“Rent to own” refers to the practice of having a portion of your rental payments apply toward the cost of purchasing an item. Rent-to-own arrangements frequently come into play with houses or condominiums, where they might also be referred to as lease options. They’re also used if you want to purchase appliances, furniture, electronics or other large-ticket consumer items.
Rent-to-own arrangements with housing are structured to let you make rental payments, usually with a portion of the payment being set aside toward an eventual purchase of the home. Typically, before moving into the home, you and the owner agree on an eventual purchase price and on the time period during which you can rent the home before you have to buy it.
Some companies also let you buy goods through a rent-to-own model, which is an option for people who do not have a credit card, or who do not want to commit to owning the items. Buying something via the rent-to-own model can be very straightforward. These stores don’t always check your credit, and will deliver your items the same day or the next day. However, if you don’t make your payments, they may have the right to come back and take the items. The cost of shopping with these companies can be very expensive. ConsumerReports.org found one rent-to-own offer for a computer that had an effective interest rate of 311 percent; another offer on a television set had 92 percent interest.
Renting to own household items could include higher costs in the long run. With this in mind, you may choose to explore other options. One option is to save your money until you can afford to purchase the item. Another is to take out a low down payment mortgage to buy a home or open a credit account to buy an item you need now. By understanding your own credit, you might find that you’re able to qualify for a mortgage or credit card, and see if either option could save you money over a rent-to-own arrangement.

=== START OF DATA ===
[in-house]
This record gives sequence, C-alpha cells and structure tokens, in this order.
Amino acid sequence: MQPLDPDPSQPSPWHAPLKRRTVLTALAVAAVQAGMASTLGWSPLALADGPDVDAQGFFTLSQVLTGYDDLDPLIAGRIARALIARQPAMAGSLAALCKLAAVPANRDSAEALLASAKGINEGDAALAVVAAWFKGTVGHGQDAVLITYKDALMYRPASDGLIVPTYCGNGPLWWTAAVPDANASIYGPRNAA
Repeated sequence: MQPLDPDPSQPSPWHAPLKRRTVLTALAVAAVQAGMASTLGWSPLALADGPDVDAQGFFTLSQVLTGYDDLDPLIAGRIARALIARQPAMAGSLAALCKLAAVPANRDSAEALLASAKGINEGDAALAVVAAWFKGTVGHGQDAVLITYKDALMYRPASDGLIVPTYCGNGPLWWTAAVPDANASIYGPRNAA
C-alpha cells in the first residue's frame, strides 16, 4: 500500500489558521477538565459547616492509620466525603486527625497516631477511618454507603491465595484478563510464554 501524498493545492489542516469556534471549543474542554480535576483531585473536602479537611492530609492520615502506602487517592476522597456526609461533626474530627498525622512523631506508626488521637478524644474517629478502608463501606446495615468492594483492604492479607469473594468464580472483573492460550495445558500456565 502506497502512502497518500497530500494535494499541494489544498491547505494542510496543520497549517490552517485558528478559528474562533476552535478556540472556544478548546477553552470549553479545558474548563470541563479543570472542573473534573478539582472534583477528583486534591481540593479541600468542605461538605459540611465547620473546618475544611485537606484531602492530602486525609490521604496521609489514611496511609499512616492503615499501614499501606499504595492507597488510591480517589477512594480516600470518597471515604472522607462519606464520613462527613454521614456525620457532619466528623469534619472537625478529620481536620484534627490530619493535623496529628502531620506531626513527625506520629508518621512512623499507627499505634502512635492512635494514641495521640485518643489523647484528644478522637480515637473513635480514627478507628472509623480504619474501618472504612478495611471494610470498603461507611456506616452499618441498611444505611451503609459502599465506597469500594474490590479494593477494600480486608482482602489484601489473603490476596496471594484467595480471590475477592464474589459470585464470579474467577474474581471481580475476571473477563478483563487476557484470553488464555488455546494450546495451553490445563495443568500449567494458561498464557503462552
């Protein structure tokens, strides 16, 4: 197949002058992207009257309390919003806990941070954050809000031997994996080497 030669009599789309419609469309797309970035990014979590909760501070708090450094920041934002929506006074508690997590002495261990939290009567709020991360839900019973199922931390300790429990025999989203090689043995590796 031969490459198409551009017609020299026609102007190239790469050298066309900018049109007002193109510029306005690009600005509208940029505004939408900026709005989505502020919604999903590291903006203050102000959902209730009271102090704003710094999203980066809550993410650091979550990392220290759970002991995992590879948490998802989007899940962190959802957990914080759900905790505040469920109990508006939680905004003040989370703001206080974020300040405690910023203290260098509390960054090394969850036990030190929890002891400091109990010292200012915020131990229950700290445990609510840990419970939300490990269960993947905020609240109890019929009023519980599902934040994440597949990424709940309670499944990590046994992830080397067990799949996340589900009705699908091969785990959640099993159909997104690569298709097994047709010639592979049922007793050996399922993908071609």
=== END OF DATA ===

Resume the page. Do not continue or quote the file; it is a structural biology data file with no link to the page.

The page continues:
When Rent-to-Own Makes Sense
Taking advantage of renting to own isn’t always a bad idea. If you know you’ll be able to qualify for a house soon and you want to lock in a price in an appreciating market, renting to own could be a way to protect your ability to buy. When there’s a household item you need, try to negotiate the “buy now” or “90 days same as cash” price down as low as possible so that it’s in line with what other stores charge. Reducing the total price could save, before rent-to-own interest charges mount up. That way, you can save while you’re making payments and pay off the rented item off before the rent-to-own interest charges mount up.
About the Author
Solomon Poretsky has been a writer since 1996, with experience in the fields of financial services, real estate and technology. Poretsky holds a Bachelor of Arts in political science from Columbia University.
This article is provided for general guidance and information. It is not intended as, nor should it be construed to be, legal, financial or other professional advice. Please consult with your attorney or financial advisor to discuss any legal or financial issues involved with credit decisions.
Published by permission from ConsumerInfo.com, Inc. © 2013 ConsumerInfo.com, Inc. All rights reserved.